In hopes that St. Nicholas soon would be there.

The children were nestled all snug in their  beds,

While visions of sugarplums danced in their heads.

And Mamma in her kerchief and I in my cap

Had just settled down for a long winter‘s nap.

When out on the lawn there arose such a clatter,

I sprang from my bed to see what was the matter.

Away to the window I flew like a flash,

Tore open the shutters, and threw up the sash.

The moon on the breast of the new-fallen snow

Gave a luster of midday to objects below.

When, what to my wondering eyes should appear,

But a miniature sleigh, and eight tiny reindeer,

With a little old driver, so lively and quick;

I knew in a moment it must be St. Nick.

More rapid than eagles his coursers they came.

And he whistled, and shouted, and called them by  name:

“Now Dasher! Now Dancer! Now Prancer and Vixen!

On Comet! On Cupid! On Donder and Blitzen!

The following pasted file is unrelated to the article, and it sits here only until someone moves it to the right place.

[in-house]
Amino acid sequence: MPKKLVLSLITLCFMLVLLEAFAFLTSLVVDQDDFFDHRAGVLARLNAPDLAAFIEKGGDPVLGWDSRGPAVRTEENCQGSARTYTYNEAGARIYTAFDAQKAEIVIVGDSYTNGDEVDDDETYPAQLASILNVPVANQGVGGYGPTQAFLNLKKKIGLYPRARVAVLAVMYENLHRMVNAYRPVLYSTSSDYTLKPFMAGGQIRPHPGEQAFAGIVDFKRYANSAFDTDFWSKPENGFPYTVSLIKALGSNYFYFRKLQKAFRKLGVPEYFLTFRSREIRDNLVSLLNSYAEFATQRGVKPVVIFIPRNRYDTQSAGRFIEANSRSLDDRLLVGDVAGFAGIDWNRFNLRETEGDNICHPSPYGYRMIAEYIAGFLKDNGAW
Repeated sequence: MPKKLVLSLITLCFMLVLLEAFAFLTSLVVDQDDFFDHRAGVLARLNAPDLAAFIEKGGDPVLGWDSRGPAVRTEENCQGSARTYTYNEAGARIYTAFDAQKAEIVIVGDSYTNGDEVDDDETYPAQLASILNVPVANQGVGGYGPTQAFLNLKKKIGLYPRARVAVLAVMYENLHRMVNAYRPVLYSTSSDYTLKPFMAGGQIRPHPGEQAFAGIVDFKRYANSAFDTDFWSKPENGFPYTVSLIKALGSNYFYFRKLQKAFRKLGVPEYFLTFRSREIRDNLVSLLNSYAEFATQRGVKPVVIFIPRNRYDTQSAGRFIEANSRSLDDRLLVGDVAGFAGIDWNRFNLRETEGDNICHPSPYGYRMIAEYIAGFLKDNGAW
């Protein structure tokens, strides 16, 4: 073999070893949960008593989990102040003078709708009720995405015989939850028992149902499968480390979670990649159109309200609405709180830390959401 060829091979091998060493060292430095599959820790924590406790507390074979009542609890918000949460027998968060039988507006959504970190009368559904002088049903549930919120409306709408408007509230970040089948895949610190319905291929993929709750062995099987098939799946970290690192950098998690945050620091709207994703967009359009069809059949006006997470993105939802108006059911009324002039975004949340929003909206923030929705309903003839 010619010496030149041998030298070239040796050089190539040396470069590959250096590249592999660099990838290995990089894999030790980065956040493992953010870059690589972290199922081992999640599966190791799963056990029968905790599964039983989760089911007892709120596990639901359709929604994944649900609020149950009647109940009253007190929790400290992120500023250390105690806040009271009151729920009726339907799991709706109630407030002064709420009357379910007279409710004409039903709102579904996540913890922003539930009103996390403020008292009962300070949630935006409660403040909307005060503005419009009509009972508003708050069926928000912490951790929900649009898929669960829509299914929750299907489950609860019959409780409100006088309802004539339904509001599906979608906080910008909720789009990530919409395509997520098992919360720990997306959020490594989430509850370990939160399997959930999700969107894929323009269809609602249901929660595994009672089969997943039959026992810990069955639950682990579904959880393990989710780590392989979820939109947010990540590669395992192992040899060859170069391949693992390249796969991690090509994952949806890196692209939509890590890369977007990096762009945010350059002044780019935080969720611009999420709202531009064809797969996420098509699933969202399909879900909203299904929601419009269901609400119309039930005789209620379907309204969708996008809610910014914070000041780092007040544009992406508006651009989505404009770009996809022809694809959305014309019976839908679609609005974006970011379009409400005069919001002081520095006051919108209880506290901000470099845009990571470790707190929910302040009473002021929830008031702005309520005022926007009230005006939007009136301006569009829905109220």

To the top of the porch, to the top of the wall!

Now, dash away! Dash away! Dash away all!”

As dry leaves that before the wild hurricane  fly,

When they meet with an obstacle, mount to the  sky,

So up to the housetop the coursers they flew

With a sleigh full of toys, and St. Nicholas,  too.

And then in a twinkling, I heard on the roof

The prancing and pawing of each little hoof.

As I drew in my head, and was turning around,

Down the chimney St. Nicholas came with a bound.

He was dressed all in fur, from his head to his  foot,

And his clothes were all tarnished with ashes and soot.

A bundle of toys he had flung on his back,

And he looked like a peddler just opening his  pack.

His eyes how they twinkled! His dimples how  merry!

His cheeks were like roses, his nose like a  cherry.

His droll little mouth was drawn up like a bow,

And the beard on his chin was as white as the  snow.